Trade Central: Rangers Make Playoff Push By Acquiring Lucroy, Jeffress


A day after Jonathan Lucroy turned down a trade to the Indians (as he was allowed to do because of his no-trade clause) he was on the move as the Rangers acquired him and power reliever Jeremy Jeffress in a trade that sent Milwaukee their No. 2 and No. 3 prospects and a player to be named.

UPDATE: On Sept. 5, the Brewers announced they received infielder/outfielder Ryan Cordell as the player to be named.

Jonathan Lucroy, c
Age: 30

Jonathan Lucroy fixes what has been the black hole of the Rangers lineup for years. Texas has not had an everyday catcher this year as they’ve tried to survive with a combination of Bryan Holaday, Bobby Wilson, Robinson Chirinos and Brett Nicholas. To put it charitably, the Rangers have given steady time to catchers who project more as No. 3 catchers at best. Lucroy immediately fixes that. He gives Texas an everyday catcher who is an above-average bat who is also an above-average defender who is one of the better pitch-presenters in the game.

Club (League) Class AVG G AB R H 2B 3B HR RBI BB SO SB OBP SLG
 Milwaukee (NL) MLB .299  95 338 48 101 17 3 13 50 33 70 4  .359 .482

Jeremy Jeffress, rhp
Age: 28

Jeffress was once one of the best prospects in the Brewers system, back when he was a starter who could brush 100 mph. He moved to the bullpen eventually, was traded to the Royals in the Zack Greinke trade, was suspended for 150 games for two positive tests for marijuana and eventually had his contract sold to the Blue Jays. Everything finally clicked for Jeffress in 2014 after he signed with the Brewers. He’s been a very reliable reliever for Milwaukee for two seasons and adds another high-leverage arm to the Rangers bullpen with an ability to pitch anywhere from the seventh to the ninth.

Club (League) Class W L ERA G GS IP H R ER HR BB SO
Milwaukee (NL) MLB 2  2  2.22 47 0 45  45  13  11  2  11 35

Lewis Brinson, of
Age: 22

Lewis Brinson ranked 30th on Baseball America’s Midseason Top 100 prospect list. Brinson is a power/speed center fielder whose concerns are his ability to hit for average and get on base. Brinson doesn’t have to be even a league-average hitter to be a useful big leaguer, but if the improvements he’s made to his contact rate start paying off more, he could be more than that. Brinson’s stats this year are disappointing–he’s hitting .237/.280/.431 at Double-A Frisco, but scouts who have seen him are still very intrigued by the tools and what they see as modest improvements at the plate. By joining the Brewers, Brinson creates a fascinating competition that should play out over the next couple of years. He and Brett Phillips are both center fielders whose value diminishes if they slide over to a corner outfield spot.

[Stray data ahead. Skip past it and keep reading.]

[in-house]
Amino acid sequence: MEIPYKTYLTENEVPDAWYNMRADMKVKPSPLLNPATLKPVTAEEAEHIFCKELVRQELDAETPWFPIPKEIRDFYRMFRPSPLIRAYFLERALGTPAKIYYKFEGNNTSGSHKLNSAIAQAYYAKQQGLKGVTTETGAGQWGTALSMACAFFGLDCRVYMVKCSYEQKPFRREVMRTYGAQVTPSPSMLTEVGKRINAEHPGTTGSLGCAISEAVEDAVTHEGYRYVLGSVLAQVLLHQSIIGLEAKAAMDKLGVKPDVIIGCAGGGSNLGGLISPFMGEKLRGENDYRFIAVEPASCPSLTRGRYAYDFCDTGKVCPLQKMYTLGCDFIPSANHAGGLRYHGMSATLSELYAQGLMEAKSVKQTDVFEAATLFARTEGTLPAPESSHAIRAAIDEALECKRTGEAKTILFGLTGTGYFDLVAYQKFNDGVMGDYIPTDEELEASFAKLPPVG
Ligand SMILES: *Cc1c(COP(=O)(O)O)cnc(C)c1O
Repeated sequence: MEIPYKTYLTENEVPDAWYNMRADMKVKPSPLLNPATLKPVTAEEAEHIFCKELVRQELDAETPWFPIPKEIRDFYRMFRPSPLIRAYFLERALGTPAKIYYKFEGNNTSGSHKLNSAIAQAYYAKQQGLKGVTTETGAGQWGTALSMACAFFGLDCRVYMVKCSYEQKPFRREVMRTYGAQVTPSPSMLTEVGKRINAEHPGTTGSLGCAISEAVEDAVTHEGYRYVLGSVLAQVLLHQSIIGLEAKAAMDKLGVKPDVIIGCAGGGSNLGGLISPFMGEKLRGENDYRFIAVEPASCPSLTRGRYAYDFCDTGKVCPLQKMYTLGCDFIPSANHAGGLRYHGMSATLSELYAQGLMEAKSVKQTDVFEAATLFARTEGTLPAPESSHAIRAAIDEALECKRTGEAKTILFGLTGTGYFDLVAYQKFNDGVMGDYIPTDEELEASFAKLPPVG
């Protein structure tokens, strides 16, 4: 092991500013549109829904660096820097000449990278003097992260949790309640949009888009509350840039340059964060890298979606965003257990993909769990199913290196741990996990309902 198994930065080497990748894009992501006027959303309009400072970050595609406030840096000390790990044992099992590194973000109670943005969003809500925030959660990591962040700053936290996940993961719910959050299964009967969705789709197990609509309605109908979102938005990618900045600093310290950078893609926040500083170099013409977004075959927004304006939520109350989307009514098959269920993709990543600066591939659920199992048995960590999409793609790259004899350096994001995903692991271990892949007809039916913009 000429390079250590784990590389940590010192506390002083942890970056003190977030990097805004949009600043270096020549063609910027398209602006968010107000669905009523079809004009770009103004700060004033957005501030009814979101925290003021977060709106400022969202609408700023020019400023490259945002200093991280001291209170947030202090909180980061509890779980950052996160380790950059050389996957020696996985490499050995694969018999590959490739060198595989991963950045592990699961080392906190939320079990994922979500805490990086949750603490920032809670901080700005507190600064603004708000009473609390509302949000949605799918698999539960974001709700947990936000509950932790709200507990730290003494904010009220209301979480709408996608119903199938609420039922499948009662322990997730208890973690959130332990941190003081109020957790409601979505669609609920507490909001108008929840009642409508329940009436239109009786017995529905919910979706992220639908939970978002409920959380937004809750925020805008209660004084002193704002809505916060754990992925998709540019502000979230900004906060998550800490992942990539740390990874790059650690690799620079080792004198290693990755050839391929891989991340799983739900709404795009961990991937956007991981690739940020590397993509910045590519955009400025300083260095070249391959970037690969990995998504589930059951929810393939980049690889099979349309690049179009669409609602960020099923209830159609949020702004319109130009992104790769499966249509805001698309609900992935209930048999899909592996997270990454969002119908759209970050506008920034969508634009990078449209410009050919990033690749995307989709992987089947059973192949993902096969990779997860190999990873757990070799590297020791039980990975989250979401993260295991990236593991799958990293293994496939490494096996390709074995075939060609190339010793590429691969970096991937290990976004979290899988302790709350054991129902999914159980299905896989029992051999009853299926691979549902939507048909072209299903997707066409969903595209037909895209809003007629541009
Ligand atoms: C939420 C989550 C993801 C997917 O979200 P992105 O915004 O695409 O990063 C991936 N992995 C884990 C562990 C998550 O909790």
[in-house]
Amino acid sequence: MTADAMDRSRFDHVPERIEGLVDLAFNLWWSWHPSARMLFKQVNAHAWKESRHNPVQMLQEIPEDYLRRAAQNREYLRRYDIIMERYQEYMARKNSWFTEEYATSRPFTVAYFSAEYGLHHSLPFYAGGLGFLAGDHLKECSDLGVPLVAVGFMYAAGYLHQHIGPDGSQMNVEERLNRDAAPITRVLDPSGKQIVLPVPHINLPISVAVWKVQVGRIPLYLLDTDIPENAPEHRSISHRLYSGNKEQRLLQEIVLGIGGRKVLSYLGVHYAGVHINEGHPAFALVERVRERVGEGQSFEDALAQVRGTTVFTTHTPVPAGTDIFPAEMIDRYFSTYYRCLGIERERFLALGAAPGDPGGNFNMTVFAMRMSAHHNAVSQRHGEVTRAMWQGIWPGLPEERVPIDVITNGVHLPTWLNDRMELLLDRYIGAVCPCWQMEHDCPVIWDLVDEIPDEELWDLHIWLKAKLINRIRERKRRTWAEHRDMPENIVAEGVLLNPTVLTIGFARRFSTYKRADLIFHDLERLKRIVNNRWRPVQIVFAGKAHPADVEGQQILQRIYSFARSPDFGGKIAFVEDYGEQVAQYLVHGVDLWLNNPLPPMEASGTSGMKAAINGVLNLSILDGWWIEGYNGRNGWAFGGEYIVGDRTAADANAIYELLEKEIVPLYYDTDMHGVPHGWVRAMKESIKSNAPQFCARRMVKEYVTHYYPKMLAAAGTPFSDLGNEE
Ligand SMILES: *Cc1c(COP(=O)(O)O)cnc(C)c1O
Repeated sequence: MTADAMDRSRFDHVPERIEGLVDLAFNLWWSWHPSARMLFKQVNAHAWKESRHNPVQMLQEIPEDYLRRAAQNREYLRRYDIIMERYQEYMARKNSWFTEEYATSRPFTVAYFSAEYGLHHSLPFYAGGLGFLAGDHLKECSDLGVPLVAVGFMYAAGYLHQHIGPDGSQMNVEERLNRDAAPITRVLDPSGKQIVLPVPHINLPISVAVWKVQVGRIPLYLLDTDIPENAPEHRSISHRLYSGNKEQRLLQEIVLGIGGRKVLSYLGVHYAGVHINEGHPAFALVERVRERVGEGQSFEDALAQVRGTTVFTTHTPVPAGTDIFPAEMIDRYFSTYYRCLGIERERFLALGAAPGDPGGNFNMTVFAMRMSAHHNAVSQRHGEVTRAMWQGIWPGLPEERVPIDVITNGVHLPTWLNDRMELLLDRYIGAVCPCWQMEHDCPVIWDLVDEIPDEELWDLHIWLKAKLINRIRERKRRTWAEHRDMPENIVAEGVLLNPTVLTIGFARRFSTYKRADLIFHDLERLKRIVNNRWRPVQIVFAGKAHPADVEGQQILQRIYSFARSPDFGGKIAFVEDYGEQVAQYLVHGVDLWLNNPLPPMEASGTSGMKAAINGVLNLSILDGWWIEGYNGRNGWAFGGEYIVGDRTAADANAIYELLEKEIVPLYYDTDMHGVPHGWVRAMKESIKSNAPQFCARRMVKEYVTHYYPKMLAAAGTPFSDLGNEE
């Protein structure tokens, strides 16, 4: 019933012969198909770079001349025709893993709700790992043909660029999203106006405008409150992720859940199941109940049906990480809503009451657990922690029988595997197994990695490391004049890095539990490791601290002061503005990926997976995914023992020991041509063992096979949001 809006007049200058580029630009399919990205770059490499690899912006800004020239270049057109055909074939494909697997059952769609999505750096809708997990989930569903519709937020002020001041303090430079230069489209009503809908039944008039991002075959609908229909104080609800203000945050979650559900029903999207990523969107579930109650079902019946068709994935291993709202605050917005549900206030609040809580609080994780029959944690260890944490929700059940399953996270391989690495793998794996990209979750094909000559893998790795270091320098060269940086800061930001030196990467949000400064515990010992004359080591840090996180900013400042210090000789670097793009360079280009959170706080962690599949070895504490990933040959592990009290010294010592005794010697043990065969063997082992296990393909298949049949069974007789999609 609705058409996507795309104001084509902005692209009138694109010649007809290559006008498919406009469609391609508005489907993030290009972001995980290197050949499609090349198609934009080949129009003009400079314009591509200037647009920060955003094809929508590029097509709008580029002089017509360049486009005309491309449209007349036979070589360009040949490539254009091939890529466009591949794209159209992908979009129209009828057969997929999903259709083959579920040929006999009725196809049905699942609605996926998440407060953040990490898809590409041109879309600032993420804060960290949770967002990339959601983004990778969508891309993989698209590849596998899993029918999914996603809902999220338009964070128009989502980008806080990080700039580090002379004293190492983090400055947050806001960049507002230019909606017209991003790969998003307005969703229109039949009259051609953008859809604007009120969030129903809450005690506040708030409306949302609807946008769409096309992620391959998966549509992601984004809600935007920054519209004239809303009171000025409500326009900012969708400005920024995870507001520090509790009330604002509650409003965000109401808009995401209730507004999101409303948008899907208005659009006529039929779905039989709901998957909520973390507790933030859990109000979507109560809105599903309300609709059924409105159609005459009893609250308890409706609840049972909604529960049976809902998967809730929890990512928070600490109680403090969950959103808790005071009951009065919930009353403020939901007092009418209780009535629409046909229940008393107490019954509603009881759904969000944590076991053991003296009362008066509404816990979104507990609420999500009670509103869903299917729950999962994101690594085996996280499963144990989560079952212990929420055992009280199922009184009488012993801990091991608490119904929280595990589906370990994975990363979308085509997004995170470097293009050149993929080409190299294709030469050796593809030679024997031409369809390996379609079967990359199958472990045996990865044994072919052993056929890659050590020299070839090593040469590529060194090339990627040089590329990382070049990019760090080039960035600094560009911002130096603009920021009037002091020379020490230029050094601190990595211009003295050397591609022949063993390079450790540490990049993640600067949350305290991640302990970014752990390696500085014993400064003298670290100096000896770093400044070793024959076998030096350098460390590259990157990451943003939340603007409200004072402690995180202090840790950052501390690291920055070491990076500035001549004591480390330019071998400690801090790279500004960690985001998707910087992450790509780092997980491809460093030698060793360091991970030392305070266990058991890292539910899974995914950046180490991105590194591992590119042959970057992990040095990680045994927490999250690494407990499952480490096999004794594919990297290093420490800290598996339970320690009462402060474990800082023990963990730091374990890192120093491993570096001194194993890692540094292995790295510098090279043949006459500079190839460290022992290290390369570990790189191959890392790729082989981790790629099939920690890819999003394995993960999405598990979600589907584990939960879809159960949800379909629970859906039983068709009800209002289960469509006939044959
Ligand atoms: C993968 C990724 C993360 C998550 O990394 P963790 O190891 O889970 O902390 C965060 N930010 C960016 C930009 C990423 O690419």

Club (League) Class AVG G AB R H 2B 3B HR RBI BB SO SB OBP SLG
AZL Rangers (Arizona) R .231 4  13  3  3 1 0  0  1  2  2 2  .333 .308
 Frisco (Texas) AA .237 77 304  46 72 14  6 11 40 17 64 11 .280 .431

Luis Ortiz, rhp
Age: 20

Luis Ortiz ranked 74th on Baseball America’s Midseason Top 100 Prospect list. He’s able to combined above-average stuff with very advanced control. Ortiz pitches off a plus fastball, but unlike most pitchers his age, he’s able to effectively work it armside and gloveside, hitting his spots. He also has a potentially plus slider and continues to work on developing an improving changeup. Ortiz carries plenty of weight on his 6-foot-3 frame. He missed some time last year with forearm tightness. Ortiz was the Rangers’ best starting pitching prospect and immediately joins Josh Hader at the top of the Brewers’ depth chart for pitching prospects.

Club (League) Class W L ERA G GS IP H R ER HR BB SO
 High Desert (California)  HiA  3  2 2.60 7  6  28  23 14  8  4 6 28
Frisco (Texas)  AA  1  4 4.08  9 8 40 47 25 18  3  7  34

Ryan Cordell, of/if
Age: 24

Cordell has spent 2016 playing the outfield, spending time in all three outfield spots since being an 11th-round pick out of Liberty in 2013. Previously heralded as a multi-positional option, Cordell played shortstop, third base and first base in 2015, but he’s best suited to the outfield, where he offers a power-speed combination and just enough range to make center field a potential home.

While he’s tall at a listed 6-foot-4, 195 pounds, Cordell has a decent track record for making contact but has struck out at a higher rate in Triple-A than in the lower levels. He’s at 21.8 percent in 2016 but makes enough contact to produce solid power and has hit lefthanders (.819 OPS) and righthanders (.800) at a solid clip. His leveraged swing helps him produce above-average home runs power, and he’s an above-average runner and solid basestealer. He had not played since Aug. 2 after injuring his right ankle (officially labeled a sprain, according to BA Brewers correspondent Tom Haudricourt).

Cordell likely joins a crowded crew of Brewers young outfielders that includes fellow trade acquisitions Keon Broxton, Domingo Santana and Brinson, with Brinson the best center fielder of the group. They’re competing for two spots considering veteran Ryan Braun is signed through 2020.

Club (League) Class AVG G AB R H 2B 3B HR RBI BB SO SB OBP SLG
 Frisco (Texas) AA .264 107 405  69 107 22  5 19 70 32 97 12 .319 .484

Comments are closed.

Download our app

Read the newest magazine issue right on your phone